A similar trended view of the aggregate production from Hydro Discharge across the NEM through 2024 Q2

Over the weekend we posted this extended comparison of Aggregate Wind Production through (almost all of) 2024 Q2, compared to the four most recent years.

… that showed that the aggregate production of wind farms in 2024 Q2 might be worst since 2017 Q2.

Curiosity has pulled us further, so we’ve completed a similar comparison here of hydro production levels through (almost all of) 2024 Q2, compared to both:

1)  The four preceding years; but also

2)  Five other years that were specifically selected for particular reason:

(a)  We selected 2012 Q2, 2013 Q2 and 2014 Q2:

i.  given that they straddled the 2-year ‘Carbon Tax’ period of FY 2012-13 and FY 2013-14,

ii.  and so produced different commercial incentives in each year;

(b)  We also selected 2007 Q2 and 2008 Q2, which were both affected by the ‘Millennium Drought’ to different extents.

Comparing hydro production levels in 2024 Q2 against 9 other years

With now 10 x ‘worm lines’ shown on this chart (including 2024 Q2 not quite complete) we see the following, as a result:

(with image now corrected for typo on the dates – thanks for the pickup!)


Firstly, with respect to the years not selected, readers should note that:

1)  Prior to 2020 we used some judgement (and were led by curiosity) in selecting years for which to crunch numbers … but freely admit that we might have missed seeing other nuances in years not selected;

2)  So please keep this in mind in understanding that the above is an incomplete picture.

With respect to the 10 years selected there’s a few things that jump out to this reader, including the following:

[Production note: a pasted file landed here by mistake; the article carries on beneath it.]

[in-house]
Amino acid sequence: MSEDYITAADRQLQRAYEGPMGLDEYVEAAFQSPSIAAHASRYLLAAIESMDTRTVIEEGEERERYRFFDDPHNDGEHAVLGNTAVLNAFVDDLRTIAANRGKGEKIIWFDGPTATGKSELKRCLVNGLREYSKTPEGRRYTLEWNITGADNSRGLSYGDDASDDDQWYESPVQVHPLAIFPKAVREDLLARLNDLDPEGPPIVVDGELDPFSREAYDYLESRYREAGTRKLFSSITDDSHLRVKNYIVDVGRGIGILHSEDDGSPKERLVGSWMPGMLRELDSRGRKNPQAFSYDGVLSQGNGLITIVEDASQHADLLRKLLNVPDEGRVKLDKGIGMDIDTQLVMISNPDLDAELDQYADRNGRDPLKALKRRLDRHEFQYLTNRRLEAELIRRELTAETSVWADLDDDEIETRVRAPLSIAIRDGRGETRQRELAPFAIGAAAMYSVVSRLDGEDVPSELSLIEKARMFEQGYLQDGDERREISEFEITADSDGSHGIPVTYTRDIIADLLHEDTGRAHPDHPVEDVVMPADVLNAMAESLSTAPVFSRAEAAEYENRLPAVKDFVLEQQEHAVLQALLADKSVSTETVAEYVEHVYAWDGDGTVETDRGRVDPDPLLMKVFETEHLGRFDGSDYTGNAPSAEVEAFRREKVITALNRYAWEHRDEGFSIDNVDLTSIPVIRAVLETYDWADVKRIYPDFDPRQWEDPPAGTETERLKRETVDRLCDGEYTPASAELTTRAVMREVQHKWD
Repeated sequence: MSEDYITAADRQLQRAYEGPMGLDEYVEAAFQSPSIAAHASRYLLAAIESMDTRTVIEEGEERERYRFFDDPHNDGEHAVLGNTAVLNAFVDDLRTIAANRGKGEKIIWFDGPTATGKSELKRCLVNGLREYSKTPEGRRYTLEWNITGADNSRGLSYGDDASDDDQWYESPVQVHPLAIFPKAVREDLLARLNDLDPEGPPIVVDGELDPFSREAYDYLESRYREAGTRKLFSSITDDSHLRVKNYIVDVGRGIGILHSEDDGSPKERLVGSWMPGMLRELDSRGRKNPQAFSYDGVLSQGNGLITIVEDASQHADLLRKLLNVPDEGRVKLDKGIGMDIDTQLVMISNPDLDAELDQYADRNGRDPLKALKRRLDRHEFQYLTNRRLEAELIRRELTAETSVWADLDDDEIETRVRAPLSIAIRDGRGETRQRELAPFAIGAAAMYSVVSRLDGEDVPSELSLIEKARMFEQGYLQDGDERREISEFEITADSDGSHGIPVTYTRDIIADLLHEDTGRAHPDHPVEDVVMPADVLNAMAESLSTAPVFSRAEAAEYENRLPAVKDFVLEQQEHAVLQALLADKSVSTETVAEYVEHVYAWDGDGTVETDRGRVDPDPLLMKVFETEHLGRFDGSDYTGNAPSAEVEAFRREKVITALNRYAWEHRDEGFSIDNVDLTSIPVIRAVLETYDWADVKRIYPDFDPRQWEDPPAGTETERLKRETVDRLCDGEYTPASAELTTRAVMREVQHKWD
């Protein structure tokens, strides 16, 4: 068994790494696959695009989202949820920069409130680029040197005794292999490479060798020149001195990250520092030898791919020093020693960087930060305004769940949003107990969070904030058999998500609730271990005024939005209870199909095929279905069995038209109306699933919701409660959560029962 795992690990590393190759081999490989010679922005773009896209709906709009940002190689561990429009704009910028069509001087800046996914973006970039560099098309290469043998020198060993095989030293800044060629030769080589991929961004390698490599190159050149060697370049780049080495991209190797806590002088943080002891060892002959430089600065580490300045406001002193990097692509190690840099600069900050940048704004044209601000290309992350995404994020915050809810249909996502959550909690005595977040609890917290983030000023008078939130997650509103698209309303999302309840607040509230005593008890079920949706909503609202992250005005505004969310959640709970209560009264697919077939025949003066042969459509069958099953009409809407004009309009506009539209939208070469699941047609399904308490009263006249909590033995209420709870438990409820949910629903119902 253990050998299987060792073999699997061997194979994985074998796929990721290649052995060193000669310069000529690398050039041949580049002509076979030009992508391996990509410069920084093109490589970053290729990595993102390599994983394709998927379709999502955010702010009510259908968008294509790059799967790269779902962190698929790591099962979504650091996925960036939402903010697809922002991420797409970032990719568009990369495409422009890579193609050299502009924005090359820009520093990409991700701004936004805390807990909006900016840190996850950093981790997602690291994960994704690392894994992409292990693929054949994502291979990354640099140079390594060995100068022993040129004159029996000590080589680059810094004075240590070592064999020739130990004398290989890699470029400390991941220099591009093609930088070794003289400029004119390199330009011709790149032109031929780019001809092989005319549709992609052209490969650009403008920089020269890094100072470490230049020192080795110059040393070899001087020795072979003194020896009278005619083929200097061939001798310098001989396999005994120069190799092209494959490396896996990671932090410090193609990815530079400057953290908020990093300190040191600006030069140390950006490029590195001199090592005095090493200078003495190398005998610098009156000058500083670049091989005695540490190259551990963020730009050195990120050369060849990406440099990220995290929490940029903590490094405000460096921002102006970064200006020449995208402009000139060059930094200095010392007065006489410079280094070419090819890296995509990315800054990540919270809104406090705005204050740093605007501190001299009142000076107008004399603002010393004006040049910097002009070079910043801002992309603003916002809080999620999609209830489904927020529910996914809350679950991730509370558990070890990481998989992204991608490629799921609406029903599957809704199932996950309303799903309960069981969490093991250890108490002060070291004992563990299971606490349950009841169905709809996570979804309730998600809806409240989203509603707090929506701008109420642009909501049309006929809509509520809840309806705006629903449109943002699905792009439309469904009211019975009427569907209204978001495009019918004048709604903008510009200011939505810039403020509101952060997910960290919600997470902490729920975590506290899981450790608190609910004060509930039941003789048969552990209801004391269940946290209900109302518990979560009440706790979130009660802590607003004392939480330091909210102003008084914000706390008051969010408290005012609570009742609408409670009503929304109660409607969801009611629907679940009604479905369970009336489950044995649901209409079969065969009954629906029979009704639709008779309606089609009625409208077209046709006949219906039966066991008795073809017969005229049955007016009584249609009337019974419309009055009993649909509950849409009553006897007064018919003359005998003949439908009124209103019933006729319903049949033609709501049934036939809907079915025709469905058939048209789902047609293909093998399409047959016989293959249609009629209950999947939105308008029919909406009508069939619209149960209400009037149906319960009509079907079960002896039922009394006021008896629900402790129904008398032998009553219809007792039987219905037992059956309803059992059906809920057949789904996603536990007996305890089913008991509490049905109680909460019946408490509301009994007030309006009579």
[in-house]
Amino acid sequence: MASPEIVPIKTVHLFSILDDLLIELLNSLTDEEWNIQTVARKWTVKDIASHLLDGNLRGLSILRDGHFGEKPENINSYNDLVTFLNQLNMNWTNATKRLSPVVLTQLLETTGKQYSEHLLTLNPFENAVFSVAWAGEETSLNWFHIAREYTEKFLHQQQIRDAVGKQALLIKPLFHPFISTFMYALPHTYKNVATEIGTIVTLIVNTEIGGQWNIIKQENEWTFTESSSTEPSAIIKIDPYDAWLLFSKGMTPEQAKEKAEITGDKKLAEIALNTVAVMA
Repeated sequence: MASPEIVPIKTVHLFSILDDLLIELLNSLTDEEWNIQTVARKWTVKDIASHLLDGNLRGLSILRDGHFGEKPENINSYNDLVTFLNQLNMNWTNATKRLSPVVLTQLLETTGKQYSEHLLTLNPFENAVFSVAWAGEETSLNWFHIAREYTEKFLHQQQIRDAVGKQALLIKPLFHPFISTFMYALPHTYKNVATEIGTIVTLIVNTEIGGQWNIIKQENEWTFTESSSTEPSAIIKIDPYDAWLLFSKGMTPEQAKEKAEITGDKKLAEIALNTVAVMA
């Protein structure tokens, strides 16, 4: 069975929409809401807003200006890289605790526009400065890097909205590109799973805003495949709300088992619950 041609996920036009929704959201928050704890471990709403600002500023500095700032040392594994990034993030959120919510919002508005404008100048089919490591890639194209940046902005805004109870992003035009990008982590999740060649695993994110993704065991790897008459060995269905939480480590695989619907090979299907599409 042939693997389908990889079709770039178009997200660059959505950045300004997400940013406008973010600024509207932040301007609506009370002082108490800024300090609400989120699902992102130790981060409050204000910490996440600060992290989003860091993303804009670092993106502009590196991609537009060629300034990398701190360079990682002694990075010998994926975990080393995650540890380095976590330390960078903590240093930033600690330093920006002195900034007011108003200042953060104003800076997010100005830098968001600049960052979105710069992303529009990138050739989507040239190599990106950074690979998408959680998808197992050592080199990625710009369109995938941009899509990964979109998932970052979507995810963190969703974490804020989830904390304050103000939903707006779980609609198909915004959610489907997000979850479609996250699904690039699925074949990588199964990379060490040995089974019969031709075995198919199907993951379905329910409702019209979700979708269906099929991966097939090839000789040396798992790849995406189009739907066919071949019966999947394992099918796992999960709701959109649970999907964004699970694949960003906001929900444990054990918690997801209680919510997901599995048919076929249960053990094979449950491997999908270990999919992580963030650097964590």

1)  Of the two years we’ve selected as ‘affected by the Millennium Drought’ we see:

(a)  that 2008 Q2 saw significantly lower production volumes than any of the other 9 years shown;

(b)  whilst 2007 Q2 production levels were closely matched with 2012 Q2 and 2024 Q2 production levels at the bottom half of the scale.

2)  Of the three years selected with respect to the ‘Carbon Tax’ era, we see:

(a) 2012 Q2 production volumes lower than 2013 and 2014 Q2;

(b) this is what we expected to see – because of the commercial incentive, given the instant revenue uplift available from 1st July 2012 when the carbon tax came into existence (if it was possible to bank hydro generation and defer its operations for a revenue boost in July).

(c) at the other end of the 2-year period, there was the opposite incentive to run hydro hard in 2014 Q2, because of the step-change loss in value once 2014 Q3 was underway.

… however it’s not apparent directly in the charts above (though Tasmanians will remember how  running hydro generation hard in 2014 Q2 preceded an unfortunate quinella of lower-than-expected rainfalls and a lengthy basslink outage to result in a very tight supply-demand balance and a need to install emergency diesel generators and curtail major energy users).

3)  In the most recent 5-year period, we see that: